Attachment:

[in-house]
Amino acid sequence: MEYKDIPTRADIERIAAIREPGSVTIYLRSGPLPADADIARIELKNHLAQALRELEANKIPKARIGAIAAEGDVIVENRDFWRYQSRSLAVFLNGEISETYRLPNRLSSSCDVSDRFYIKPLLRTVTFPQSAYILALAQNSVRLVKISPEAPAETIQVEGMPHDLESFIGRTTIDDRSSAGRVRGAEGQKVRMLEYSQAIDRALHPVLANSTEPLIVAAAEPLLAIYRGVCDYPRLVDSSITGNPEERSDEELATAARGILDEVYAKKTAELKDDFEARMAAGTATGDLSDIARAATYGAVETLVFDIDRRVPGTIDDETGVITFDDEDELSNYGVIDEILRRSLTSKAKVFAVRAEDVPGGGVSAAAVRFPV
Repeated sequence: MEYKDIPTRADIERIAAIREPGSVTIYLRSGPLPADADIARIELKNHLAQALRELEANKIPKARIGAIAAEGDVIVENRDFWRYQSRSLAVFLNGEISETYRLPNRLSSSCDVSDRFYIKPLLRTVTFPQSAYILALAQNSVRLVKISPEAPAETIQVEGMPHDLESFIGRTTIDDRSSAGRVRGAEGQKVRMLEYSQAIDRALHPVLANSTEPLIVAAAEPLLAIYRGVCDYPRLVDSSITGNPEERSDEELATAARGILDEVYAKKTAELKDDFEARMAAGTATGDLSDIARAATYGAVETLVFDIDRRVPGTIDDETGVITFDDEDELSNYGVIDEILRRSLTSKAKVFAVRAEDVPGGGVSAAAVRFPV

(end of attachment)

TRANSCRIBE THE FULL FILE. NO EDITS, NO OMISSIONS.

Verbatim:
[in-house]
Amino acid sequence: MEYKDIPTRADIERIAAIREPGSVTIYLRSGPLPADADIARIELKNHLAQALRELEANKIPKARIGAIAAEGDVIVENRDFWRYQSRSLAVFLNGEISETYRLPNRLSSSCDVSDRFYIKPLLRTVTFPQSAYILALAQNSVRLVKISPEAPAETIQVEGMPHDLESFIGRTTIDDRSSAGRVRGAEGQKVRMLEYSQAIDRALHPVLANSTEPLIVAAAEPLLAIYRGVCDYPRLVDSSITGNPEERSDEELATAARGILDEVYAKKTAELKDDFEARMAAGTATGDLSDIARAATYGAVETLVFDIDRRVPGTIDDETGVITFDDEDELSNYGVIDEILRRSLTSKAKVFAVRAEDVPGGGVSAAAVRFPV
Repeated sequence: MEYKDIPTRADIERIAAIREPGSVTIYLRSGPLPADADIARIELKNHLAQALRELEANKIPKARIGAIAAEGDVIVENRDFWRYQSRSLAVFLNGEISETYRLPNRLSSSCDVSDRFYIKPLLRTVTFPQSAYILALAQNSVRLVKISPEAPAETIQVEGMPHDLESFIGRTTIDDRSSAGRVRGAEGQKVRMLEYSQAIDRALHPVLANSTEPLIVAAAEPLLAIYRGVCDYPRLVDSSITGNPEERSDEELATAARGILDEVYAKKTAELKDDFEARMAAGTATGDLSDIARAATYGAVETLVFDIDRRVPGTIDDETGVITFDDEDELSNYGVIDEILRRSLTSKAKVFAVRAEDVPGGGVSAAAVRFPV